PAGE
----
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How to stop stress and clear your head…
How do we stop stress during those days that seem to go from bad too worse? We start by examing just what happens during that big stress mess…
I have not meditated for over 2 weeks. It sucks. I have been tripping over, dropping things, bumping into things, spilling things and just being all-around clumsy. I have completely contradicted my previous post and have been very much lost in my own head. So much so that on my train journey to visit family a couple of days ago I missed my connecting stop by 2 or 3 stations, hopped off at the wrong station, then ran across to the other platform, lugging my suitcase along, stressing that I was going to miss another train, only to stop and realise that actually, I needed to be on the platform that I just came from. Great. Naturally, I lugged my stuff back across the connecting bridge and did manage to finally get on the right train, but it’s safe to say I have been in a muddle. It’s even safer to say, I miss my meditations.
What’s been happening to me is something that I like to call a spiral, a mental mash-up of thoughts, worries and stress all spinning around in my mind. It is something that we humans frequently fall victim to when we become busy, late or under pressure. Unfortunately for us, this spiral will often be driven by stress and negatives, therefore we spiral downward, in a metaphorical, mental freefall, completely out of control, while fighting to gain control in the wrong way. I’m sure we can all relate to what a mental spiral is, but for clarification let’s think of it as a very, very long spiral staircase in our heads, that I started off walking down at a leisurely pace but ended up sprinting down in terror.
The mind can often work in this way if we allow it to. One bad thought leads to another. Worry leads to more worry, fear to more fear, stress to more stress. Our minds can begin to run rampant, out of control, into this negative spiral. If we fail to stop our stress, before we know it we’re bumbling down a spinning staircase at full speed, heading for rock bottom. Or maybe we’re just missing a train, but either way, we’re not having a great time.
It might seem hard to believe that so much could go wrong for us in one day, one hour even. We might think it is just some fluke day, where the world was against us, or that it was karma or perhaps just pure coincidence. Though it actually makes perfect sense that we had an awful day, week or even month when we consider it within the idea of the internal and the external. The idea that we influence our external surroundings, as well as ourselves, with what we think and feel on the inside.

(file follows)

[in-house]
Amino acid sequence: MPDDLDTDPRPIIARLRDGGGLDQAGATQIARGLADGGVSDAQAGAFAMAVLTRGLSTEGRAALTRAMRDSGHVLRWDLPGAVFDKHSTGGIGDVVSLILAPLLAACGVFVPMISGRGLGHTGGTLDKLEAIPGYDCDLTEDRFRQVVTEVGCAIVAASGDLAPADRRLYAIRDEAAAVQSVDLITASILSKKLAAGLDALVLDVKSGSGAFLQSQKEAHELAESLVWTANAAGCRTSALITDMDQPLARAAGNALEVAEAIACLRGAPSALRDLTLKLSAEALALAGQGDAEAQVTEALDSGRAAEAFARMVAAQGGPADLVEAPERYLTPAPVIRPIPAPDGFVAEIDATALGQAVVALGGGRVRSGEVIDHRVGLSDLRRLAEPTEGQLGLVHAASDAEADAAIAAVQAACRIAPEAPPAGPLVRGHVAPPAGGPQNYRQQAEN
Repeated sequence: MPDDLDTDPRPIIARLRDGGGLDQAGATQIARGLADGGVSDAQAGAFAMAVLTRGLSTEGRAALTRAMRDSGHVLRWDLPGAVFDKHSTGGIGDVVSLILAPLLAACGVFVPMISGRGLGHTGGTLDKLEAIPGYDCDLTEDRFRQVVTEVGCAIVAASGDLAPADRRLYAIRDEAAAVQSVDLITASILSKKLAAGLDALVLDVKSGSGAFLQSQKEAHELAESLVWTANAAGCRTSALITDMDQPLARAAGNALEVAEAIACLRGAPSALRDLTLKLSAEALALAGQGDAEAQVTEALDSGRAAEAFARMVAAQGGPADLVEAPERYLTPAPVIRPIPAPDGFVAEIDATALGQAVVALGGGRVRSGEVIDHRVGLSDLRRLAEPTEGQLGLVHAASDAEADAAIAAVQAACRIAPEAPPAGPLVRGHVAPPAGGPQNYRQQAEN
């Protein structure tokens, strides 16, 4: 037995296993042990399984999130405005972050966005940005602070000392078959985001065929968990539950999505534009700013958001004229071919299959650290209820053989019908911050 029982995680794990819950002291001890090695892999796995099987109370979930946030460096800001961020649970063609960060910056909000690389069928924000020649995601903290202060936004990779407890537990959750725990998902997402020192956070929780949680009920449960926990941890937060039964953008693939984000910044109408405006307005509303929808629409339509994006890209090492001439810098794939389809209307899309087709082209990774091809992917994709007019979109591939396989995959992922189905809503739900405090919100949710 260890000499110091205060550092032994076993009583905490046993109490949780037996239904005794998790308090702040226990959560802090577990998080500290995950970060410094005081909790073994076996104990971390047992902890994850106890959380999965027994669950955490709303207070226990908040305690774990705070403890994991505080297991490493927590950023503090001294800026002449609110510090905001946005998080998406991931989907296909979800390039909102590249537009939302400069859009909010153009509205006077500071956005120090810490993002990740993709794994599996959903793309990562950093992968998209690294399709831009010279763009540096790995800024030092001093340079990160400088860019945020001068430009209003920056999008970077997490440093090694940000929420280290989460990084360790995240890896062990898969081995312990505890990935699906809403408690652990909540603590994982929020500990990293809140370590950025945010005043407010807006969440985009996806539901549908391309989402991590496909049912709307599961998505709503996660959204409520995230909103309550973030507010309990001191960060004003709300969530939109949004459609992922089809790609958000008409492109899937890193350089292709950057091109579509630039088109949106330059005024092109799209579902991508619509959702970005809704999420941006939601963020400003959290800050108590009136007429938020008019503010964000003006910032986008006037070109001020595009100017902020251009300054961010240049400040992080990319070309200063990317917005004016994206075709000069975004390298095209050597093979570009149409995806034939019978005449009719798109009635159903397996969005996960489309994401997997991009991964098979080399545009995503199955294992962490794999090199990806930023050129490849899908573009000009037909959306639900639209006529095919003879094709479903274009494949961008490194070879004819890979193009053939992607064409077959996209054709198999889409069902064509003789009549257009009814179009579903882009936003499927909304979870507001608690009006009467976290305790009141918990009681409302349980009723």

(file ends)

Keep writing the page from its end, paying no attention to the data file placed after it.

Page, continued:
This idea has come in different forms and under different names throughout the years, whether in Christianity as ‘treat others how you would like to be treated’ or in the modern-day as ‘The Law of Attraction’. Whatever we call it, the underlying principle is the same. What we give out, returns back to us, what we give, we receive, what we are thinking and feeling, is determining our life experience right now. It is not quite so black and white as that, but essentially that is the idea, and it is an idea that can be seen evidently in a downward spiral.
If we adopt the idea that we are the creators of each bad thing that happened to us that day, then we can see it is our reaction mentally and emotionally to the first negative in our day, that sets us up for the second. If we create and receive with our internal thoughts and feelings, then what are we going to get with anger, frustration, irritation and stress? Simply more of the same. Anger, frustration, irritation and you guessed it, stress. The exact opposite of what we want, but the complete replica of what we are thinking and how we are feeling. To make matters even harder for ourselves, a spiral always seems to get worse with every step we take down the staircase. We are actually making it worse ourselves because each reaction builds on the other. Our thoughts, our feelings and frustrations become more intense and more negative, so we give out more intense stress and get back more intense stress each time, as we spiral into the mental abyss.